Sydney Uni seeks HPC energy cost reduction with new algorithms
- 25 February, 2013 13:30
Professor Albert Zomaya, director of high performance computing at University of Sydney.
Newly developed algorithms may be the solution to reducing the increasing energy consumption and cost of high performance computing (HPC) networks, according to University of Sydney director of HPC, Professor Albert Zomaya.
Speaking to CIO Australia, he said that in the last few years the University has patented a “very sophisticated” algorithm which performs energy reduction.
"That algorithm deals with energy consumption by manipulating voltages at a processor level,” Zomaya said.
“We know that modern processors can operate at different voltage levels and by manipulating these voltages we are able to run a workload without compromising the execution time or the quality of service while at the same time reducing the energy consumption of the platform."
According to the professor, this platform could be a small or medium sized data centre which has hundreds of processors.
Some HPC systems use megawatts of electricity for operation and cooling, Zomaya said.
“On average, power bills for such systems can run in the millions per year.
“From the results we obtained from our extensive algorithm simulations we can see that, depending on the nature of the [HPC] application, the savings can run from five per cent to 35 per cent.”
On average, HPC network operators could save at least 15 to 20 per cent in energy bills if they used the algorithm.
While the algorithm has not been released for commercial use yet, the University of Sydney has implemented an extended version of the algorithm on a prototype data centre at its HPC division.
“We currently have two prototype data centres in the HPC centre as we’re running different hardware, metering and tools,” he said.
This is so university staff can gauge the exact energy consumption levels and experiment with different workloads to get a more complete picture of energy consumption profiles.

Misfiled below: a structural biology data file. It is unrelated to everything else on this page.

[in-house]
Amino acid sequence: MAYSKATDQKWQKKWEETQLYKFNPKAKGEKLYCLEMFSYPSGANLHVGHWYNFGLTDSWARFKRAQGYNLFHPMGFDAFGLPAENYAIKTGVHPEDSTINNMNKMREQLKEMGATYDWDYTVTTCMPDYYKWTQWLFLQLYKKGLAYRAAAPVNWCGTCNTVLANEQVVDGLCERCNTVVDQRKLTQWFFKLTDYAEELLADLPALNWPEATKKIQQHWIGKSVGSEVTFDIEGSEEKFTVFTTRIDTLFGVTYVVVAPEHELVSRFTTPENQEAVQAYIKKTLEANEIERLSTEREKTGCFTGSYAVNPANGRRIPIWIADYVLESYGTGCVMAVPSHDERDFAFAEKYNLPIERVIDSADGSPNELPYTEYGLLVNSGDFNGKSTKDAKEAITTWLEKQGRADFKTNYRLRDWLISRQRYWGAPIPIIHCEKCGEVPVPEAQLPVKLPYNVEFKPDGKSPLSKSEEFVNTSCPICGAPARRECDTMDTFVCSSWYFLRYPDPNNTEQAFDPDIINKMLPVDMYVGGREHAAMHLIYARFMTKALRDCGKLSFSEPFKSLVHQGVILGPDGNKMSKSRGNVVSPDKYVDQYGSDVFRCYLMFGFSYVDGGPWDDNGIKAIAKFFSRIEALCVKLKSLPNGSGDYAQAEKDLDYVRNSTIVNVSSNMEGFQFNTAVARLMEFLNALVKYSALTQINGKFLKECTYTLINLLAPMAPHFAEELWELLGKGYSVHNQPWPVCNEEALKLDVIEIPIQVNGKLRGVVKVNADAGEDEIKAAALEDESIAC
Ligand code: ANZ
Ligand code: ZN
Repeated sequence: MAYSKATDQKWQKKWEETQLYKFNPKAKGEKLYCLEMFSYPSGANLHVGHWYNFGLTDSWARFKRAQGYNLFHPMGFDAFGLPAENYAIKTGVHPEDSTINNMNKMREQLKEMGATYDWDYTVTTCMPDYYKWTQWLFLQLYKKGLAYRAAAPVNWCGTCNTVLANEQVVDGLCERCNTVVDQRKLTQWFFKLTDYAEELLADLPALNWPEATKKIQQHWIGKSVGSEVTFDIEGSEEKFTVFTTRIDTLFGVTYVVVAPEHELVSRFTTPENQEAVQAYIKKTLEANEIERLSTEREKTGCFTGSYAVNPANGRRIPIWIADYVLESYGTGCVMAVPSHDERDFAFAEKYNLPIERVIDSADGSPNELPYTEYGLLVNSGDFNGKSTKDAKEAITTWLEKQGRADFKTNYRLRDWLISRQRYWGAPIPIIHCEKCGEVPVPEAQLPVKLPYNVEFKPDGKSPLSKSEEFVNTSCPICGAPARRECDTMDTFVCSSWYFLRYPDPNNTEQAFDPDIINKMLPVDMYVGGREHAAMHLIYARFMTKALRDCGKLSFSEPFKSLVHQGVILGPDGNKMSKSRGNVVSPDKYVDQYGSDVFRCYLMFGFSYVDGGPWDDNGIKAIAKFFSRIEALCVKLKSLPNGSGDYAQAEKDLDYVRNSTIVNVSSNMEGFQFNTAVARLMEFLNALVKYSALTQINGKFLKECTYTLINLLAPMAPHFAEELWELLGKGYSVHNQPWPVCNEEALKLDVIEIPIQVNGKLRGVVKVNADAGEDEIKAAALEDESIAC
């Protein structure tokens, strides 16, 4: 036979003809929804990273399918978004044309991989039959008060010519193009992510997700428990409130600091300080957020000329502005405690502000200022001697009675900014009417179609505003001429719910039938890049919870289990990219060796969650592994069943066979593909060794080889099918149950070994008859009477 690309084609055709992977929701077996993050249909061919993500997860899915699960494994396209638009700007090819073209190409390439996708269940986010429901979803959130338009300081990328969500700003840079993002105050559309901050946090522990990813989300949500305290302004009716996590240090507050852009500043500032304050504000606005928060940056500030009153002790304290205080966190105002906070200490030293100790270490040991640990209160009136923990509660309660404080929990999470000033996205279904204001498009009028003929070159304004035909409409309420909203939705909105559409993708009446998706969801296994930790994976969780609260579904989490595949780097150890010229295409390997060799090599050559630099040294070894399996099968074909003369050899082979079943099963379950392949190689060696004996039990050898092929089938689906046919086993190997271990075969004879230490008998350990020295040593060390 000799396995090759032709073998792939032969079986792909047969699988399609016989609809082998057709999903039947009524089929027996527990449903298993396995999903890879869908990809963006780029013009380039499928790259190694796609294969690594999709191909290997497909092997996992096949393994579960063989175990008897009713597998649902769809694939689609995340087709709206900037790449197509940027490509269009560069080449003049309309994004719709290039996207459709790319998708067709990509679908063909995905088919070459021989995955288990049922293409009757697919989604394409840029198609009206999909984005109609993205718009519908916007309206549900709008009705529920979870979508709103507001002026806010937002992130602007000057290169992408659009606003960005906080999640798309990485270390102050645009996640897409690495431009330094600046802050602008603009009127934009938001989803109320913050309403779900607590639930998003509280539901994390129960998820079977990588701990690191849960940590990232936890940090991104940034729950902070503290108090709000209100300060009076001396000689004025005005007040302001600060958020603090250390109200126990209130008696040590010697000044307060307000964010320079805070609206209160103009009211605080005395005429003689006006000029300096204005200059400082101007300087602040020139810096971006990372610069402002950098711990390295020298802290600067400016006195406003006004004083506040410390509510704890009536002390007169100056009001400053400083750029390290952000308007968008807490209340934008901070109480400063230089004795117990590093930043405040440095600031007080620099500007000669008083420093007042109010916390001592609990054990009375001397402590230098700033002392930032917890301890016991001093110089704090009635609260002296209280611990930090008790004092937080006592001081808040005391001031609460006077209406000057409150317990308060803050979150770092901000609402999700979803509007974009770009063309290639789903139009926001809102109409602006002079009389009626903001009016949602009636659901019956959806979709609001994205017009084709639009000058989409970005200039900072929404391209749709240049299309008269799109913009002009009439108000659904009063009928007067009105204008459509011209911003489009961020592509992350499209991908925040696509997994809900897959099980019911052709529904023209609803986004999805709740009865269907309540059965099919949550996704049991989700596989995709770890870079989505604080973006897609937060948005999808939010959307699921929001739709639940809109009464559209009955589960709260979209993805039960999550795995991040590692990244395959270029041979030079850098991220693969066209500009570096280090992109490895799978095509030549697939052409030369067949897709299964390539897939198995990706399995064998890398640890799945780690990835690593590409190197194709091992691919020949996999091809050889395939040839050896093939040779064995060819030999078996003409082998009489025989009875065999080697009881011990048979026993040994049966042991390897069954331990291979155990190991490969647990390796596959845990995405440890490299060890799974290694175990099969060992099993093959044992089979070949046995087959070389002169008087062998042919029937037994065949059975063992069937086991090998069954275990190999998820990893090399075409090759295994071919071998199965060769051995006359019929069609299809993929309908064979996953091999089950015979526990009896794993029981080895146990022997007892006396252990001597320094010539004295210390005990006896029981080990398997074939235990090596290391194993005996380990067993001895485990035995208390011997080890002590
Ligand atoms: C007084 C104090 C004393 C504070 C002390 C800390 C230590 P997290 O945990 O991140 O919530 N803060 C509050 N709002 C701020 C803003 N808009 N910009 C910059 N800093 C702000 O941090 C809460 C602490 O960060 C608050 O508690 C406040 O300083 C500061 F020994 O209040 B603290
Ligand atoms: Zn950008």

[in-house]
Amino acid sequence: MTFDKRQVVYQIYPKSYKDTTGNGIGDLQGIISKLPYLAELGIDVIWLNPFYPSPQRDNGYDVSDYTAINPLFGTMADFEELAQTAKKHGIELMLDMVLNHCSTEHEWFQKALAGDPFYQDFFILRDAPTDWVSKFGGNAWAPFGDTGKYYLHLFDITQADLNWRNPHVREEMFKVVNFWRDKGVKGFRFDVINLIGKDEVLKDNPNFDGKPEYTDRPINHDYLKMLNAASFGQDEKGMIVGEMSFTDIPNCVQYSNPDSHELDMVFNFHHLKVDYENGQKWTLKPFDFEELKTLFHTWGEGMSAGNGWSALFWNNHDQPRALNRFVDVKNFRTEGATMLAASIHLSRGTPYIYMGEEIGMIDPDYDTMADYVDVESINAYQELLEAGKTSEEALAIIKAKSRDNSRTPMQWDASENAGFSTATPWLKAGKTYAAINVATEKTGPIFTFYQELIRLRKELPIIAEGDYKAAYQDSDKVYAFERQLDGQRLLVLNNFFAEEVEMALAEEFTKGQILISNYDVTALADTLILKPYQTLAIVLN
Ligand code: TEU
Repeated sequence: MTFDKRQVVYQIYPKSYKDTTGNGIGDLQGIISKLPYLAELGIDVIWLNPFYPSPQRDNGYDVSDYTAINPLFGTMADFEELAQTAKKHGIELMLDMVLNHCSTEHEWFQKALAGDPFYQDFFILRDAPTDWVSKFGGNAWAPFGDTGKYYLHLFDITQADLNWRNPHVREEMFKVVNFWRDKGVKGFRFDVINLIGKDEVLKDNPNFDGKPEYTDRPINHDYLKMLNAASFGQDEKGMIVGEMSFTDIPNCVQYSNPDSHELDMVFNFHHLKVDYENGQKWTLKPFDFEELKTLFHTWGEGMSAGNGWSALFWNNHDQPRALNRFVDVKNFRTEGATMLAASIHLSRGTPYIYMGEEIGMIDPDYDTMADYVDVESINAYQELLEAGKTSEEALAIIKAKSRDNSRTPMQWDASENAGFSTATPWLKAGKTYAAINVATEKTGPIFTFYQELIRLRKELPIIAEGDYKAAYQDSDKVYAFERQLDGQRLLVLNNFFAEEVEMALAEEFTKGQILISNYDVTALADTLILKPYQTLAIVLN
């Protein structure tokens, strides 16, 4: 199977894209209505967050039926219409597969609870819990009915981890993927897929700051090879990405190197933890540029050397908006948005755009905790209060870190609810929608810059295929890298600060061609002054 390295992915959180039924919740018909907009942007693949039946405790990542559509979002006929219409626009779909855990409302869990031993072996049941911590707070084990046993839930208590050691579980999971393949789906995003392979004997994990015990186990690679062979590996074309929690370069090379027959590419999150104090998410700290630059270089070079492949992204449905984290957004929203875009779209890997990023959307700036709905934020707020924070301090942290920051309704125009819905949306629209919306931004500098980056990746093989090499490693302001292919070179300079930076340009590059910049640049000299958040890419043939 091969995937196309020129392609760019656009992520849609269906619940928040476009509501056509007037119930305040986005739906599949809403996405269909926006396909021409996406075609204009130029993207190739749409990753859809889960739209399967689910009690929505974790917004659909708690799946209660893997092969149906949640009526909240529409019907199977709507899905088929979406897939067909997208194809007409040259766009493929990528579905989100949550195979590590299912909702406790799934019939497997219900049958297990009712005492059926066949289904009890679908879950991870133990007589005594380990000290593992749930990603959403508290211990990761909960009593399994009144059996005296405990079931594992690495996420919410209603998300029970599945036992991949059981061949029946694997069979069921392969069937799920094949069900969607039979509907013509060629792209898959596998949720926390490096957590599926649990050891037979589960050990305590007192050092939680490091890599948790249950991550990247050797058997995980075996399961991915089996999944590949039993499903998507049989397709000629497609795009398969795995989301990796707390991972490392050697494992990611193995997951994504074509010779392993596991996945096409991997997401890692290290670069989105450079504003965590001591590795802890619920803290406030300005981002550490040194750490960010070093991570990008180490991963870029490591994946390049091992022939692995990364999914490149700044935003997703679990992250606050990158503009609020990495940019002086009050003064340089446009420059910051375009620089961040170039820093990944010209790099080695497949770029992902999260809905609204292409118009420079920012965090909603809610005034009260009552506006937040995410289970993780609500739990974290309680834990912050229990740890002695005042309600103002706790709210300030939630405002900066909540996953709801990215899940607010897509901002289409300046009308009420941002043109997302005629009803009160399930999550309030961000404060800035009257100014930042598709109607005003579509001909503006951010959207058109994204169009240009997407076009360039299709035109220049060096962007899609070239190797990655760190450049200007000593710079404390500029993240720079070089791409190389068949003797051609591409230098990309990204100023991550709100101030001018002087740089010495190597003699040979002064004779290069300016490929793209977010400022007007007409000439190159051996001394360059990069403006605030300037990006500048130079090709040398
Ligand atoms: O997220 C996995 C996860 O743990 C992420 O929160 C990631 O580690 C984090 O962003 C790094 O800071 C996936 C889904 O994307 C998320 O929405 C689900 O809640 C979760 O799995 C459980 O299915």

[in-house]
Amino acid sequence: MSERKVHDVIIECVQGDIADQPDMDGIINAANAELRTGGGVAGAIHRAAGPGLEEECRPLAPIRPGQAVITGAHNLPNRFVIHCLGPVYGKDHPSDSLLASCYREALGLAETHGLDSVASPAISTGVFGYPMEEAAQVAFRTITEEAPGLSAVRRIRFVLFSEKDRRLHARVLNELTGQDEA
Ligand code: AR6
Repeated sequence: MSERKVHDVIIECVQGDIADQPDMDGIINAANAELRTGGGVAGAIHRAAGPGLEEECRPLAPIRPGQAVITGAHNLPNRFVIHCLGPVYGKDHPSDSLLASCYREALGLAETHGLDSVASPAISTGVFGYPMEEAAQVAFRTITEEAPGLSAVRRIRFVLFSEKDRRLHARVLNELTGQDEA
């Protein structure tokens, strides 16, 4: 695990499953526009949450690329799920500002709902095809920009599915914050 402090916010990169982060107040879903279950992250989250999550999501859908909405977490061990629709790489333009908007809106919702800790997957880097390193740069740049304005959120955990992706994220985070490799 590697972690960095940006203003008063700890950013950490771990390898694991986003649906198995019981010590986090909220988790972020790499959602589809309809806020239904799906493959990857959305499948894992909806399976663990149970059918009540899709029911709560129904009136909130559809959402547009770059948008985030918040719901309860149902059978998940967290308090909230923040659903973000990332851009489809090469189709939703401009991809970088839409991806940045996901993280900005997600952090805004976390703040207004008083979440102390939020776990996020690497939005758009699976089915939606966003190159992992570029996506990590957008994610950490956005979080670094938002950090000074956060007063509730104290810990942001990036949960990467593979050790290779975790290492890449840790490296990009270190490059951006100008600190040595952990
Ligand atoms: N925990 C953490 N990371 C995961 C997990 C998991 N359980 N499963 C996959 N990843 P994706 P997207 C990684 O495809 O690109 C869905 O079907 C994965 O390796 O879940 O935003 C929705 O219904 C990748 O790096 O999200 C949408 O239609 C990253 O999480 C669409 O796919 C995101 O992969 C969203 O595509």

“The hope is that within the next six months we should be able to have some of these solutions implemented in the hardware and properly tuned to deal with different case studies,” Zomaya said. “After we do the prototyping here it will be nice to run this [algorithm] in a production environment to see how it is going to perform over a long period of time.”
Follow Hamish Barwick on Twitter: @HamishBarwick
Join the CIO Australia group on LinkedIn. The group is open to CIOs, IT Directors, COOs, CTOs and senior IT managers.
- Supercomputers help scientists design more powerful antioxidants
- Quantum computers will be commercially available in 20 years: scientist
- Supercomputer, second data centre fuels Uni. of Auckland networking upgrade
- Twitter: @HamishBarwick
- Twitter: @CIO_Australia
- Facebook: CIO Australia
- LinkedIn: CIO Australia
- OAIC releases privacy impact assessment guide for consultation
- Some Australian businesses 'unlikely' to be ready for Privacy Act changes: survey
- BYOA 'shadow IT' grows in the enterprise: Telsyte
- Cost of a Privacy Act breach could extend to ongoing audits: legal expert
- How Hunter Water is saving $50k a year in software licences
Trust issue looms large for tech companies capitalizing on personal data
5 women who've made it in IT
Five trends affecting legal CIOs
CIO Roundtable: The changing face of security
Bitcoin malware count soars as cryptocurrency value climbs
2014 Foundations of Pathways | 9 Executive Core Business Competencies
CIOs who want to shift their leadership focus beyond the IT function need to cultivate and emphasise leadership competencies that will equip them to lead effectively at the enterprise level and at the business strategy table.
How to Successfully Select an ERP System
An Enterprise Resource Planning (ERP) system is a series of software applications that collect and compiles data from different departments to enhance collaboration and co-ordination within the business. If you’re looking to implement your first ERP system, or to upgrade from an existing system, this whitepaper offers eight simple steps for selection that will lead to long-term strategic success.
Finding Common Ground for Collaboration in Virtual Organisations
Whilst offices are still one of our most powerful collaboration tools available, global collaboration requires us to communicate wherever we happen to be using a host of other tools. In this whitepaper, we look at the future of business collaboration technologies and strategic orientation that leads to best practice.